A pseudogene can be defined as a non-functional replica of genomic DNA that bears striking similarity to functional genes but has forfeited its capacity to carry out its original function. These entities are commonly present within eukaryotic genomes and are regarded as vestiges of gene families that emerged throughout the course of evolution. Initially perceived as inert remnants of genes that had relinquished their protein-coding capabilities, pseudogenes have recently emerged as objects of research interest due to their potential functional roles, notably as non-coding RNAs (ncRNAs). They have been implicated in a diverse array of biological processes and diseases, including cancer.
CD Genomics provides sequencing-based non-coding RNAs solution, revealing the complex networks of interaction with other DNA/RNA/proteins.
Pseudogenes vs Genes
|Definition||Segments of DNA that encode functional proteins or RNA molecules.||Gene-like sequences have lost their ability to produce functional proteins or RNA molecules.|
|Function||Determine traits and characteristics, involved in protein synthesis.||Provide genetic variation, regulatory functions, and evolutionary insights.|
|Protein Production||Encode functional proteins or RNA molecules.||Unable to produce functional proteins or RNA molecules.|
|Evolution||Subject to natural selection, can contribute to genetic disorders.||Arise from genes through duplication or retrotransposition.|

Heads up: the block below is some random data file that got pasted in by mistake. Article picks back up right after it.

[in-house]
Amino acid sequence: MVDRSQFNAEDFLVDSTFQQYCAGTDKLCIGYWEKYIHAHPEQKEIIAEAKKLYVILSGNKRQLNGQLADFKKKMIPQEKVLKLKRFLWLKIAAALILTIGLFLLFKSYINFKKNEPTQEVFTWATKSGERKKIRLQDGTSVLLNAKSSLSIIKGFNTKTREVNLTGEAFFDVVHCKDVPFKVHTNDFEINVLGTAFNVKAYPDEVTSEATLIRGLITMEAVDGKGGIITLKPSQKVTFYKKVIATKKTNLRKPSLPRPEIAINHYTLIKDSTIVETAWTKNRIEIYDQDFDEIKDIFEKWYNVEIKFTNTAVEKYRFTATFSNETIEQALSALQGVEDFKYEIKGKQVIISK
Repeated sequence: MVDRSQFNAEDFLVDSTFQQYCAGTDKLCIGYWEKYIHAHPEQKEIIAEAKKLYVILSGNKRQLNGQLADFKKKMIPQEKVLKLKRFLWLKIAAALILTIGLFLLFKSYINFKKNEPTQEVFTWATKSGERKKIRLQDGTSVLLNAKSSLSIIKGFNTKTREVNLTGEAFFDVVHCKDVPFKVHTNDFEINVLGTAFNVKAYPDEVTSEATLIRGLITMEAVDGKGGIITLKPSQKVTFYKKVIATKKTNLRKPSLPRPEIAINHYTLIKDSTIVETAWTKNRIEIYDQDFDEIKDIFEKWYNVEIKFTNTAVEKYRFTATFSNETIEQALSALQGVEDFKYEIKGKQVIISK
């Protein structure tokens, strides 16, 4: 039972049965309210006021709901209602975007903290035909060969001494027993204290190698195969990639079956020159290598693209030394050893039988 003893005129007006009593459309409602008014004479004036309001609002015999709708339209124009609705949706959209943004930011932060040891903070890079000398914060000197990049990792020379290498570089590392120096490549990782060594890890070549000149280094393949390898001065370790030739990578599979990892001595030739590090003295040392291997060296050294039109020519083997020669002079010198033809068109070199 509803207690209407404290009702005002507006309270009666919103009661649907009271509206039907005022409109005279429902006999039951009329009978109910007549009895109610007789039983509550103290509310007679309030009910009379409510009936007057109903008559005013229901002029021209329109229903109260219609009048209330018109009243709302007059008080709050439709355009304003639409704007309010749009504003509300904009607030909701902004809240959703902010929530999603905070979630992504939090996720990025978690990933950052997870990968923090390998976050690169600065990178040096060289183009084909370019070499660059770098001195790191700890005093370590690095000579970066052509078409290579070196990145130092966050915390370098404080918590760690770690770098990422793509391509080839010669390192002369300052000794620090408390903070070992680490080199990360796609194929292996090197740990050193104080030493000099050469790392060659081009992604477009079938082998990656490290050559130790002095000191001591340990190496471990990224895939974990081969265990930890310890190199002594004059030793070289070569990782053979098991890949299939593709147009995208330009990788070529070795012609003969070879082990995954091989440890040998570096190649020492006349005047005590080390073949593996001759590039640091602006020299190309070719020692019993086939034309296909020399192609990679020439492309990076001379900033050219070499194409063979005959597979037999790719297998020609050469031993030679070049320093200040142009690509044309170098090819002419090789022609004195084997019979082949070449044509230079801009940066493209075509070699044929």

|Expression||Actively transcribed and translated into proteins or RNA molecules.||May have promoter regions, exons, and introns, but mutations prevent expression.|
|Biological Significance||Essential for cellular functions, determine traits, affected by mutations.||Can still have residual functions, regulate other genes, or produce noncoding RNAs.|
Pseudogenes can arise through different mechanisms. The two main classifications you mentioned are non-processing pseudogenes (replicative) and processing pseudogenes (retrotransposons).
Non-processing pseudogenes, also known as duplicative or non-functionalization pseudogenes, typically arise through gene duplication events. During these events, a functional gene is duplicated, resulting in two copies of the gene. Over time, mutations accumulate in one of the copies, rendering it non-functional. These mutations may include deletions, insertions, or point mutations that disrupt the coding sequence or regulatory regions of the gene. As a result, the non-functional pseudogene loses its ability to produce a functional protein and is often not transcribed or expressed.
Processing pseudogenes, also referred to as retroprocessed pseudogenes, originate from the reverse transcription of mRNA molecules and subsequent insertion into the genome. Retrotransposons, a type of mobile genetic element, play a key role in the formation of processing pseudogenes. Retrotransposons are transcribed into RNA molecules, which are then reverse transcribed back into DNA by the enzyme reverse transcriptase. This DNA copy is then inserted into a new location in the genome, potentially giving rise to a processing pseudogene. However, these pseudogenes also experience mutations and structural changes over time, leading to their loss of function.
Pseudogenes. (Cheetham et al., 2020)